## Solving Quadratic Equations and Inequalities A quadratic inequality may have zero, one, or infinitely many real solutions. The solution set can be identified by graphing the related function and determining which intervals of the domain satisfy the inequality.

A quadratic inequality is a mathematical statement that compares a quadratic expression of the form $ax^2+bx+c$ to another expression or value using the symbols $<$, $>$, $\leq$, or $\geq$. A quadratic inequality can be expressed in one of these forms, where $a\neq0$:

• $ax^2+bx+c<0$
• $ax^2+bx+c>0$
• $ax^2+bx+c\leq 0$
• $ax^2+bx+c\geq 0$

A solution of an inequality is any value of the variable that makes the inequality true, which means the comparison is valid. A quadratic inequality may have zero, one, or infinitely many real solutions. When there are infinitely many solutions, they may be represented on a number line or by using set builder notation (a shorthand way of writing a set of values).

The number of solutions of a quadratic inequality can be determined by looking at the graph. For example, the solutions of $ax^2+bx+c<0$ are the $x$-values where the graph of $f(x)=ax^2+bx+c$ is below the $x$-axis. If the graph has 2 $x$-intercepts and the curve opens up, the solutions are all of the values between the $x$-intercepts, so there are infinitely many solutions.

To solve a quadratic inequality, the solution set may be found by graphing the related function and determining which intervals of the domain satisfy the inequality.

Step-By-Step Example
Graph to Solve a Quadratic Inequality
$2x^2-7x>-3$
Step 1
Perform operations on both sides so that one side of the inequality is equal to zero.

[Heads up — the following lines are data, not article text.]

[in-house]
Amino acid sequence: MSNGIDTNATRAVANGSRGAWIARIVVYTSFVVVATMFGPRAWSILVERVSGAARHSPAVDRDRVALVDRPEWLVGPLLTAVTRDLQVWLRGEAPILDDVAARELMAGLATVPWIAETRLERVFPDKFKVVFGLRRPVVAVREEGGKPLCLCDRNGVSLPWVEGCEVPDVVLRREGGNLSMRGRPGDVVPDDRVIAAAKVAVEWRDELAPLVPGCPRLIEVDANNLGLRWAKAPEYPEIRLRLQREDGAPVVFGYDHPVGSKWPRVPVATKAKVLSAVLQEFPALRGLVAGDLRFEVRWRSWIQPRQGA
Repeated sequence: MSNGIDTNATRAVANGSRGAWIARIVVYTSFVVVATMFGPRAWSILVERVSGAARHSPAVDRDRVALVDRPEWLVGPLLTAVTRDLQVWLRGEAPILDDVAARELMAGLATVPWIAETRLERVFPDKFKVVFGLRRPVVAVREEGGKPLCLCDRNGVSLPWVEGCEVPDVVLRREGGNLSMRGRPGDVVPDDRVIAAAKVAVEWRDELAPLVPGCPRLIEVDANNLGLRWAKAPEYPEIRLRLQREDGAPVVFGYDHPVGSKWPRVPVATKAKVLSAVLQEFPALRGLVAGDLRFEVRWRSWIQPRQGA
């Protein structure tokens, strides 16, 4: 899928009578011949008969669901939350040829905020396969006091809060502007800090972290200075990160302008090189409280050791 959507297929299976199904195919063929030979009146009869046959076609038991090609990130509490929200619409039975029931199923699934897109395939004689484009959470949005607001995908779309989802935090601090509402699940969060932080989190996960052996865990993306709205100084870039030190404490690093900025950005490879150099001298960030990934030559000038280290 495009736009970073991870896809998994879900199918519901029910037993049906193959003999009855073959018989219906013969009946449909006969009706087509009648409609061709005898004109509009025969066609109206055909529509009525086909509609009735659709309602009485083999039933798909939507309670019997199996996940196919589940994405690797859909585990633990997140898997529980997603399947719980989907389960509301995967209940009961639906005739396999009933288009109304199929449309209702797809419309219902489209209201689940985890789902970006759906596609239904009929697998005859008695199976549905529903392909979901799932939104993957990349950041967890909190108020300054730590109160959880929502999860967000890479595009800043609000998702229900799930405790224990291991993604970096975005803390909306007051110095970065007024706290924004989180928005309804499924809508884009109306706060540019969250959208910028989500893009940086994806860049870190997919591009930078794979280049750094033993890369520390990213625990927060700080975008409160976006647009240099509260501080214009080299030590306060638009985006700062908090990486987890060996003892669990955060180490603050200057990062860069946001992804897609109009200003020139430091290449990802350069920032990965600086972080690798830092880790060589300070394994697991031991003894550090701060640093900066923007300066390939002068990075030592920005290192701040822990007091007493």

\begin{aligned}2x^2-7x&>-3\\2x^2-7x+3&>0\end{aligned}
Step 2
Determine the related function of the inequality:
$f(x)=2x^2-7x+3$
Graph the related function using a graphing utility. Then use the graph to approximate the $x$-intercepts.
The $x$-intercepts are 0.5 and 3.
Step 3
Observe where the function rule meets the condition in the inequality.
$2x^2-7x+3>0$
The function is greater than zero above the $x$-axis. It does not include the $x$-intercepts, which are the boundary points (greatest and least values) of the solution set.

The function is positive, or greater than zero, when $x<0.5$ or when $x>3$.

Solution
The solutions are $\left \{ x|x<0.5\textrm{ or }x>3 \right \}$.
Step-By-Step Example
$x^2+x+2<0$
Step 1
Determine the related function of the inequality:
$f(x)=x^2+x+2$
Determine the related equation of the inequality by using the standard form:
\begin{aligned} ax^2+bx+c&=0\\x^2+x+2&=0\end{aligned}
The related equation shows that the value of $a=1$, $b=1$, and $c=2$. Use the discriminant from the quadratic formula, $b^2-4ac$, to determine the number of solutions of the related equation.
$\begin{gathered}b^2-4ac\\(1)^2-4(1)(2)\\1-8\\-7\end{gathered}$
The discriminant is negative. So, the equation has no $x$-intercepts.
Step 2
Determine the position of the graph of:
$f(x)=x^2+x+2$
Since it has no $x$-intercepts, it must be entirely above or entirely below the $x$-axis. Test one point.
\begin{aligned}f(0)&=0^2+0+2\\&=2\end{aligned}
The point $(0,2)$ lies above the $x$-axis. So, the graph must be entirely above the $x$-axis.
Solution

The solutions of $x^2+x+2<0$ are the values of $x$, where $x^2+x+2$ is less than zero. That means that the graph of $f(x)=x^2+x+2$ lies below the $x$-axis.

Since the graph is entirely above the $x$-axis, the inequality has no solutions.